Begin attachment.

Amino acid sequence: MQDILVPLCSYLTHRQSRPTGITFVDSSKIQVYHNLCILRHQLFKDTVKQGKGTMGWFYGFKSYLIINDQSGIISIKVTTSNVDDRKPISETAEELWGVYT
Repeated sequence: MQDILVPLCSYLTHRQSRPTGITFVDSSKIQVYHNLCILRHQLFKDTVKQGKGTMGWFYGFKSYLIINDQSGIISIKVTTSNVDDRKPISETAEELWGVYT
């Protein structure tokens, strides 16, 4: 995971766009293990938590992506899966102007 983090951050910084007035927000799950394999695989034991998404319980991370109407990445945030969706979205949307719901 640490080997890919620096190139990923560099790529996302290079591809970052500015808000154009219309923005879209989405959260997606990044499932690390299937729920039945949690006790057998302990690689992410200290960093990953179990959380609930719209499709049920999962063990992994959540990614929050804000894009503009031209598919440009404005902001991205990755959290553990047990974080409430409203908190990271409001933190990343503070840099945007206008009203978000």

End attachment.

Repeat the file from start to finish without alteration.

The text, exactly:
Amino acid sequence: MQDILVPLCSYLTHRQSRPTGITFVDSSKIQVYHNLCILRHQLFKDTVKQGKGTMGWFYGFKSYLIINDQSGIISIKVTTSNVDDRKPISETAEELWGVYT
Repeated sequence: MQDILVPLCSYLTHRQSRPTGITFVDSSKIQVYHNLCILRHQLFKDTVKQGKGTMGWFYGFKSYLIINDQSGIISIKVTTSNVDDRKPISETAEELWGVYT
């Protein structure tokens, strides 16, 4: 995971766009293990938590992506899966102007 983090951050910084007035927000799950394999695989034991998404319980991370109407990445945030969706979205949307719901 640490080997890919620096190139990923560099790529996302290079591809970052500015808000154009219309923005879209989405959260997606990044499932690390299937729920039945949690006790057998302990690689992410200290960093990953179990959380609930719209499709049920999962063990992994959540990614929050804000894009503009031209598919440009404005902001991205990755959290553990047990974080409430409203908190990271409001933190990343503070840099945007206008009203978000």